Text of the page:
King's College London

Research portal

Video polysomnographic findings in non-rapid eye movement parasomnia

Research output: Contribution to journalArticle

Panagis Drakatos, Lucy Marples, Rexford Muza, Sean Higgins, Alexander Nesbitt, Eptehal M. Dongol, Raluca Macavei, Valentina Gnoni, Laura Perez Carbonell, Iain Duncan, Adam Birdseye, Sakina Dastagir, Ivana Rosenzweig, David O’Regan, Adrian J. Williams, Guy D. Leschziner, Brian D. Kent

Original languageEnglish
Article numbere12772
JournalJournal of Sleep Research
Issue number2
Publication statusPublished - 1 Apr 2019

King's Authors


Although video polysomnography (vPSG) is not routinely recommended for the evaluation of typical cases of non-rapid eye movement (NREM) parasomnias, it can aid diagnosis of unusual cases, other sleep disorders and complicated cases with REM behaviour disorder (RBD), and in differentiating parasomnias from epilepsy. In this study, we aimed to assess vPSG findings in consecutive patients with a clinical diagnosis of NREM-parasomnia covering the whole phenotypic spectrum. Five hundred and twelve patients with a final diagnosis of NREM parasomnia who had undergone vPSG were retrospectively identified. vPSGs were analysed for features of NREM parasomnia and for the presence of other sleep disorders. Two hundred and six (40.0%) patients were clinically diagnosed with sleepwalking, 72 (14.1%) with sleep terrors, 39 (7.6%) with confusional arousals, 15 (2.9%) with sexsomnia, seven (1.4%) with sleep-related eating disorder, 122 (23.8%) with mixed phenotype, and 51 (10.0%) with parasomnia overlap disorder (POD). The vPSG supported the diagnosis of NREM parasomnia in 64.4% of the patients and of POD in 98%. In 28.9% of the patients, obstructive sleep apnea (OSA) or/and periodic limb movements during sleep (PLMS) were identified, most commonly in older, male, sleepy and obese patients. vPSG has a high diagnostic yield in patients with NREM parasomnia and should be routinely performed when there is diagnostic doubt, or in patients where there is a suspicion of OSA and PLMS.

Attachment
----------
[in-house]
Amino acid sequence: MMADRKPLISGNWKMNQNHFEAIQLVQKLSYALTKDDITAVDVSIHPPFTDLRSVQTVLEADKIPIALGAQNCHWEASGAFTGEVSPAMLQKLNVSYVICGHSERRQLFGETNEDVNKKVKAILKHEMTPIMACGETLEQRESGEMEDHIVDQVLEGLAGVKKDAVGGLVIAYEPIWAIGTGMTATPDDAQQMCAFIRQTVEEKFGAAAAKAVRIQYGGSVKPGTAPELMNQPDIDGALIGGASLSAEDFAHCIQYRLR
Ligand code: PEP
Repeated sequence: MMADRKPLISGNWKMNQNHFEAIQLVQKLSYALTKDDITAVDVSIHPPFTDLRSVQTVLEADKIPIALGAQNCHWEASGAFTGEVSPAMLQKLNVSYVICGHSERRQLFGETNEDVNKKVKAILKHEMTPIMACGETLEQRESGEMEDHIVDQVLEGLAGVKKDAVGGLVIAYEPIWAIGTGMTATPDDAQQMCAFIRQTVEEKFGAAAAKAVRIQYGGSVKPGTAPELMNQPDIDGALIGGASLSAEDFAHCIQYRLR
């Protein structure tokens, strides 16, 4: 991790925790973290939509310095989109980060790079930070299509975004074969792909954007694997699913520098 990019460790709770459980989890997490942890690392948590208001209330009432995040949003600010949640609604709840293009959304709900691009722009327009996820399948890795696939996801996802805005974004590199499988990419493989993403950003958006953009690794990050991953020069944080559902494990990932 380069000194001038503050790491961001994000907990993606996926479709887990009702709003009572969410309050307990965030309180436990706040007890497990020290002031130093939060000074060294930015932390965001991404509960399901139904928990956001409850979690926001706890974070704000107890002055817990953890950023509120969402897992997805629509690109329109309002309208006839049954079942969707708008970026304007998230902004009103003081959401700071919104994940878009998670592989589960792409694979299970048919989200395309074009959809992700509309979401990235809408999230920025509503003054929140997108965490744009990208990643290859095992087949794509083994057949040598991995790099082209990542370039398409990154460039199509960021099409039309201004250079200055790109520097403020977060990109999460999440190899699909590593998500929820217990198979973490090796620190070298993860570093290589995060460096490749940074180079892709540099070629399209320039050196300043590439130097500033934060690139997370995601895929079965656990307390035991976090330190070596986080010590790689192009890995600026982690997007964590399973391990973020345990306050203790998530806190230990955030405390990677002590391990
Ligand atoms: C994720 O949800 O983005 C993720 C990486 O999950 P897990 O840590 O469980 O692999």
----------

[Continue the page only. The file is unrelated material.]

View graph of relations

© 2018 King's College London | Strand | London WC2R 2LS | England | United Kingdom | Tel +44 (0)20 7836 5454